The consumption of meat has come under criticism in the recent past, due to the rapid spread of the global Coronavirus pandemic. Avid meat consumers are now reconsidering their eating practices, even giving up meat entirely in favour of plant-based diets. ‘Mock meats’ or plant-based meat alternatives are also steadily increasing their popularity among traditional meat lovers. ‘Redefine Meat’ is an Isreali startup currently making strides in the industry of 3D printing plant-based meats. They are one of the few pioneers in the alternative meat markets in the world.
Spanish start-up Novameat uses plant proteins and a 3D printer to serve up a fake steak pic.twitter.com/Lla8cDJP1H
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(Also Read: Covid-19: 5 Ways The Epidemic Will Change The Way We Eat)
Redefine Meat, an Israeli company based in Tel Aviv, has been around since 2018 and already gained serious headway into the plant-based meat markets. The driving factor behind the company is the fact that the alternative meat industry is growing at a rapid rate, which they hope to use in their favour. Alternative meat sales could reach $140 billion by 2029, about 10% of the world meat market, according to Barclays.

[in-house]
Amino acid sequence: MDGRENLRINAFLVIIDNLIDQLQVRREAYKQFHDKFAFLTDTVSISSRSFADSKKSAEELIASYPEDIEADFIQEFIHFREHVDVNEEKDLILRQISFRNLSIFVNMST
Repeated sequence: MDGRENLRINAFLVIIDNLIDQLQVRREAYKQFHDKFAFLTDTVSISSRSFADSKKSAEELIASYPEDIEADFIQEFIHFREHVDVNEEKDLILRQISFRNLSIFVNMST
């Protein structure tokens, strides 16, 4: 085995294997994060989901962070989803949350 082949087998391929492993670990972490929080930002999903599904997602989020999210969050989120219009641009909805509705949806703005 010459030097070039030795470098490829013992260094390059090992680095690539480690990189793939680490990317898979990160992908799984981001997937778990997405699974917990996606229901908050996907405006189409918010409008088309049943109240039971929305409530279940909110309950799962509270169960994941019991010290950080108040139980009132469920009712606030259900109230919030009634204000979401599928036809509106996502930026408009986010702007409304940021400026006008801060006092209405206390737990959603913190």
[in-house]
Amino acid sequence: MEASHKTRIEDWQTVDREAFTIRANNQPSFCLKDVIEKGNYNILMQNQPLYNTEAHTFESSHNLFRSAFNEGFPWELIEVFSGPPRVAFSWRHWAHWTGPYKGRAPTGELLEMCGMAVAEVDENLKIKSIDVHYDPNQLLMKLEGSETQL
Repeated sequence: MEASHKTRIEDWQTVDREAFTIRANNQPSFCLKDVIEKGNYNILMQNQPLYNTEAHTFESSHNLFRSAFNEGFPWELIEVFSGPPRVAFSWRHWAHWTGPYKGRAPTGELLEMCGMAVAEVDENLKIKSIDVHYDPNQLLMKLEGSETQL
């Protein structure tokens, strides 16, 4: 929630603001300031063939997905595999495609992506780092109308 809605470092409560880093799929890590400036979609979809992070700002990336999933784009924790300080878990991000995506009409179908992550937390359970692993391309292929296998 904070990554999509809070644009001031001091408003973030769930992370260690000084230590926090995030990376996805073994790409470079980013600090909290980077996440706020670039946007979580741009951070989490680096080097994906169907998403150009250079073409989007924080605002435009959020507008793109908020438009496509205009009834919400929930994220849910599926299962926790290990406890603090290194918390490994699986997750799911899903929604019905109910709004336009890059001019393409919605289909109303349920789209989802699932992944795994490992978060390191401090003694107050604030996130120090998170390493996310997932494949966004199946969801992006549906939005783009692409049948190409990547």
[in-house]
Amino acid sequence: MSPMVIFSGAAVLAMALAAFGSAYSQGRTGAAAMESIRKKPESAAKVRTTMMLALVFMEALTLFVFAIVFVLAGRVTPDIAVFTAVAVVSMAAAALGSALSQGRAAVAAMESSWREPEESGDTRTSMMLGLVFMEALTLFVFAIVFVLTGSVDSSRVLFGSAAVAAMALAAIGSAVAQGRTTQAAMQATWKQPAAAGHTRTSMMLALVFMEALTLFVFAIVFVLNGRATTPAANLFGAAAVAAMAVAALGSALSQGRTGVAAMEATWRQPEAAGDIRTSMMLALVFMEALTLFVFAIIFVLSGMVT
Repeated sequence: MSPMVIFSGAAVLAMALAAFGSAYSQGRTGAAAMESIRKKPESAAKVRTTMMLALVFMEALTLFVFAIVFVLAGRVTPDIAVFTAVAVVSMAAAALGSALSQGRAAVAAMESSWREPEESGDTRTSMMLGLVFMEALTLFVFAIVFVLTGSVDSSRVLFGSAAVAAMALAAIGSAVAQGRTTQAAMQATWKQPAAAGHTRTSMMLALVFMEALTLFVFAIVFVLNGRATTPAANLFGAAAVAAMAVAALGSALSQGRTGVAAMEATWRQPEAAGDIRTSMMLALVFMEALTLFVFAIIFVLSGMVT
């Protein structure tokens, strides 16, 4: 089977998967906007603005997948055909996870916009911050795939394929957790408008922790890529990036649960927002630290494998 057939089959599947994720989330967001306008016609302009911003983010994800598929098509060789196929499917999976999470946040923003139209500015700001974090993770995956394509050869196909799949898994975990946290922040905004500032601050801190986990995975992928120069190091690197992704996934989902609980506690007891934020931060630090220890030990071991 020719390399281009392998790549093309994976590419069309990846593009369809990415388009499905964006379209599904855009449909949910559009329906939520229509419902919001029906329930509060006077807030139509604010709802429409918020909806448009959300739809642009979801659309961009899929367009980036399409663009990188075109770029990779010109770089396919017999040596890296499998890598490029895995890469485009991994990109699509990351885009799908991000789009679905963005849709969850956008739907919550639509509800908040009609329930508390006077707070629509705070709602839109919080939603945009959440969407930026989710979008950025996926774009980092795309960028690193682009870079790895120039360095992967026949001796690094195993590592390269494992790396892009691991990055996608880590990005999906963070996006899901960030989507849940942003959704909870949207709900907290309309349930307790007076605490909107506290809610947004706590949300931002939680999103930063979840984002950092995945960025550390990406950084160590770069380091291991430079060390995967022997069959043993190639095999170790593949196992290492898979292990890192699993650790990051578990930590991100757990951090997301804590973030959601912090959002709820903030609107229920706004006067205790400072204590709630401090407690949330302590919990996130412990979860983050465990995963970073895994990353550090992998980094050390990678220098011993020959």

The CEO and co-founder of Redefine Meat, Eshchar Ben Shitrit, also shares his plan for the company and how he hopes to impact issues such as climate change. “We want to work with more and more chefs around the world, more and more big distributors, and we don’t see a reason that this cannot be on the table of everybody in every country around the world. This is the biggest problem we face today as humanity and this is the best way to fight climate change, to deliver healthier solutions and food to the entire population of the planet.”
The company will first market test its “Alt-Steak” at high-end restaurants this year before rolling out its industrial-scale 3D printers to meat distributors in 2021. “You need a 3D printer to mimic the structure of the muscle of the animal,” CEO Eshchar Ben-Shitrit told Reuters. The machines to be launched next year will be able to print 20kg an hour and eventually hundreds, at a lower cost than real meat.
Stacy Pyett, who manages the Proteins for Life programme at Wageningen University & Research in the Netherlands, said 3D printing is one technology competing to improve alternative meat texture, but “having new technologies … doesn’t necessarily solve the flavour and taste problem”. “I think that 3D printed meat is a really great idea. A soon as it will be… as soon as the taste will be as good as regular meat I will definitely try it,” agreed Doron Zemour, waiter aged 31.
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